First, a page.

All marital unions are not created equal; but they all go through some predictable stages. The timing may differ, and the way a couple manages the phase they’re in varies widely, but most of the stages happen, to most of us. Understanding the stages gives you the tools you need to move through with your loving union intact. Here’s what you need to know.
Stage 1: Honeymoon Heaven
Usually the first year or two (or three, depending on the arrival of children as well as whether you lived together beforehand) is a passion-fueled period that’s all about the two of you and your intense focus on the attraction that made you want to walk down the aisle to begin with.
Your Challenge: As much as this stage is full of lovely things like lust, affection and late-night romps, you’d be wise to also use this time to cement your sense of coupledom outside the bedroom. Who are you, as a couple? For example, do you want to focus on your careers exclusively for a few years, or would you prefer to spend time traveling or taking classes? Will one or both of you want to get an advanced degree? Also spend time figuring out how you envision the rest of your marriage— such as whether and when to have children, or whether you see yourselves living in a city or the suburbs.
Stage 2: Settling In, Settling Down
This encompasses the realization stage, during which you learn things you might not have known (or happily ignored) about your spouse’s strengths, weaknesses and personal habits. Also in this post-honeymoon, pre-children stage, power struggles can arise as the two of you work toward both separate and shared goals. This is the time to learn teamwork.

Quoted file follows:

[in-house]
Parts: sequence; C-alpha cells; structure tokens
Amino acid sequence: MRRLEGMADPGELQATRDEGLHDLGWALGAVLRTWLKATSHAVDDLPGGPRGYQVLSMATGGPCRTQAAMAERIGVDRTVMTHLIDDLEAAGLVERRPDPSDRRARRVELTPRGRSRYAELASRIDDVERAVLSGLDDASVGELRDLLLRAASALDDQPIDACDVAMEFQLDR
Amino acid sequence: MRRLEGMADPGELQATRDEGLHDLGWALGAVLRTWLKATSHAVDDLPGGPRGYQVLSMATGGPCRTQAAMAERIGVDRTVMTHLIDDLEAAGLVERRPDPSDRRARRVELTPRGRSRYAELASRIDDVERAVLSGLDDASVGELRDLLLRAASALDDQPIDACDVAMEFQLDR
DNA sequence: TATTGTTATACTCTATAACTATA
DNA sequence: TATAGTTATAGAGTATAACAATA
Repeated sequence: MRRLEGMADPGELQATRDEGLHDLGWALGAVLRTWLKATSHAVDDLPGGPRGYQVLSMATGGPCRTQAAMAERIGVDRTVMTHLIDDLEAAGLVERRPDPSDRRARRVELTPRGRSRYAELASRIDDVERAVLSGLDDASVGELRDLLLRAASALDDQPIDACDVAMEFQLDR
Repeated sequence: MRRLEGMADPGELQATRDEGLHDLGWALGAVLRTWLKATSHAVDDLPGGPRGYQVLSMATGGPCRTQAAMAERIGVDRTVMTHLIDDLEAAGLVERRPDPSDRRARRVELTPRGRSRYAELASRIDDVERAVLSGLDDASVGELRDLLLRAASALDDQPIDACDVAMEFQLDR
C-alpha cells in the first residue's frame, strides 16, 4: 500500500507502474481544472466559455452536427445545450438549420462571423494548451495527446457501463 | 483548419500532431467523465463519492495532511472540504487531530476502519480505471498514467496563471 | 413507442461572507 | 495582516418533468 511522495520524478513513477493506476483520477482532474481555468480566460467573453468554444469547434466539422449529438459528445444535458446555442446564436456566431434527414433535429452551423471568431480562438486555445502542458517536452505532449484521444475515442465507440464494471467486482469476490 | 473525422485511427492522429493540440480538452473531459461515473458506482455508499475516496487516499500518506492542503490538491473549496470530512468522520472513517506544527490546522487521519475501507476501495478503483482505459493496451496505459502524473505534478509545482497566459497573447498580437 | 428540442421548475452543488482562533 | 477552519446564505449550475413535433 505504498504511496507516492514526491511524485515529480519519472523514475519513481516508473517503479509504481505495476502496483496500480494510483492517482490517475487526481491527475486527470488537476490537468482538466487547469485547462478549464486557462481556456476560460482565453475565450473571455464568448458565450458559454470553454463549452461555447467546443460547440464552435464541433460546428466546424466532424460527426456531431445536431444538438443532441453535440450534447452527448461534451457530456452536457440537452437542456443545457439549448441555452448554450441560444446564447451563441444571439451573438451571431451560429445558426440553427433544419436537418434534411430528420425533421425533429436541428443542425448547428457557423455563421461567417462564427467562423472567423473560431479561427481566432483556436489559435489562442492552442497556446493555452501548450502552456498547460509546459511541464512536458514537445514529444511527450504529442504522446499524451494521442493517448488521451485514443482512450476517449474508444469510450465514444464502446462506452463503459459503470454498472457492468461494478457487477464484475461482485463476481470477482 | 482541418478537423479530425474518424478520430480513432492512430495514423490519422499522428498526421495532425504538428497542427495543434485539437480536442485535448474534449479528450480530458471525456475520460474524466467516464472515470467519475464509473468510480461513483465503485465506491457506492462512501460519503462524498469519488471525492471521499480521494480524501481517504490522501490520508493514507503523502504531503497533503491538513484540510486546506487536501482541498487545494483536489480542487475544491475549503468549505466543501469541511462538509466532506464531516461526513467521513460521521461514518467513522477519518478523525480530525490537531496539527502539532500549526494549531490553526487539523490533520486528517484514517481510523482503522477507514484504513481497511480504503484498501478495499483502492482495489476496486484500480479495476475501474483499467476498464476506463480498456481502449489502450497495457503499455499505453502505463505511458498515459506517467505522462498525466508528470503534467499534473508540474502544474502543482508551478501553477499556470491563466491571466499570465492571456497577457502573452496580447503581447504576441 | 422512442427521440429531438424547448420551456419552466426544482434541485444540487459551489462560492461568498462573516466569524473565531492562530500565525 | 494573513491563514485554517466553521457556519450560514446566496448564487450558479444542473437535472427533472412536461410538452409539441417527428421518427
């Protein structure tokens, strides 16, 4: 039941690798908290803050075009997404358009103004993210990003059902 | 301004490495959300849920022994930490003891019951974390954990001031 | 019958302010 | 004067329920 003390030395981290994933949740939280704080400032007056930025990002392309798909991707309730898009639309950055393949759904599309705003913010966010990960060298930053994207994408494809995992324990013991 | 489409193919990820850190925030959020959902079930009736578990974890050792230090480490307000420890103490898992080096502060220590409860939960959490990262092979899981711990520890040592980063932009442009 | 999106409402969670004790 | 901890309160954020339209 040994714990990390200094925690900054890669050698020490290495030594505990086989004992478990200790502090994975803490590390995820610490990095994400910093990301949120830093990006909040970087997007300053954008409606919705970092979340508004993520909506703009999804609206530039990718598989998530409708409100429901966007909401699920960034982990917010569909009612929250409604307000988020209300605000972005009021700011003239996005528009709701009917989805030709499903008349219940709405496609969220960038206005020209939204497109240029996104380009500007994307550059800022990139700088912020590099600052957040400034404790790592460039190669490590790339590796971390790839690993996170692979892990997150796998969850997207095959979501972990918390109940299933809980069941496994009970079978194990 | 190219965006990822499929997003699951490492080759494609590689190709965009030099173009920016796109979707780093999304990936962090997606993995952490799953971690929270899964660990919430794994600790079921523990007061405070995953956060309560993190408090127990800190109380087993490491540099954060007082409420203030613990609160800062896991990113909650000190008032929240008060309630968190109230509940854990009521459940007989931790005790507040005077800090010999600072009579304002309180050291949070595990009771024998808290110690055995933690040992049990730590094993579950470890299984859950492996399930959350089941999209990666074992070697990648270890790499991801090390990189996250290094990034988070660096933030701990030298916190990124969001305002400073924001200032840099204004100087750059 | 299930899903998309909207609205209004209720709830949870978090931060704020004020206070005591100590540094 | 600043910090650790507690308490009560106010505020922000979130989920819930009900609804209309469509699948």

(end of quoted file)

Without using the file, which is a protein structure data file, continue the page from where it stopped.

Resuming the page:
Your Challenge: As the shine fades a bit and reality sets in, you need to safely navigate what can be the first divorce danger zone of a young marriage, says Beverly Hyman, PhD, coauthor of How to Know If It’s Time to Go: A 10-Step Reality Test for Your Marriage. “After a couple of years, too many couples find that their values and goals aren’t always on the same page.” For example, if one of you wants children, or expects to spend every Sunday with his or her parents, and the other disagrees, you need to reach a compromise. Though you should have done this before you wed, if you haven’t, it’s not too late to discuss hot-button subjects like children, money, how often you’ll see your families, religion, etc. If you find you can’t see eye-to-eye, it may be time to seek counseling, says Dr. Hyman.
Find out the other three stages: The 5 Stages of Every Marriage
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